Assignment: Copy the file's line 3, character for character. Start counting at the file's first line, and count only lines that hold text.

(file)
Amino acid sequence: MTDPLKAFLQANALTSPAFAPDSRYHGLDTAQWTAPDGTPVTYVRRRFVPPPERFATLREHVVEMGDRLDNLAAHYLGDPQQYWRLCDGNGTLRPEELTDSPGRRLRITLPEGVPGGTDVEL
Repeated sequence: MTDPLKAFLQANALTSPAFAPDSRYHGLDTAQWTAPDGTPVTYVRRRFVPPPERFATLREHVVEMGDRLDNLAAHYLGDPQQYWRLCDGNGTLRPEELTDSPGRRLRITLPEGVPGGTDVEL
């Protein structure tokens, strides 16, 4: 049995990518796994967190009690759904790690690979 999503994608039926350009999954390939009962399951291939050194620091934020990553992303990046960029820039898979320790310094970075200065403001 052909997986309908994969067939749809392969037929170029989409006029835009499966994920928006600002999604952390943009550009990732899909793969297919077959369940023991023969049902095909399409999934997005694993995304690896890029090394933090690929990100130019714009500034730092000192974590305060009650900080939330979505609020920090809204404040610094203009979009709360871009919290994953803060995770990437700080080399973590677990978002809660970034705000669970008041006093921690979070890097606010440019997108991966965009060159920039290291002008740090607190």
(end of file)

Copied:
């Protein structure tokens, strides 16, 4: 049995990518796994967190009690759904790690690979 999503994608039926350009999954390939009962399951291939050194620091934020990553992303990046960029820039898979320790310094970075200065403001 052909997986309908994969067939749809392969037929170029989409006029835009499966994920928006600002999604952390943009550009990732899909793969297919077959369940023991023969049902095909399409999934997005694993995304690896890029090394933090690929990100130019714009500034730092000192974590305060009650900080939330979505609020920090809204404040610094203009979009709360871009919290994953803060995770990437700080080399973590677990978002809660970034705000669970008041006093921690979070890097606010440019997108991966965009060159920039290291002008740090607190």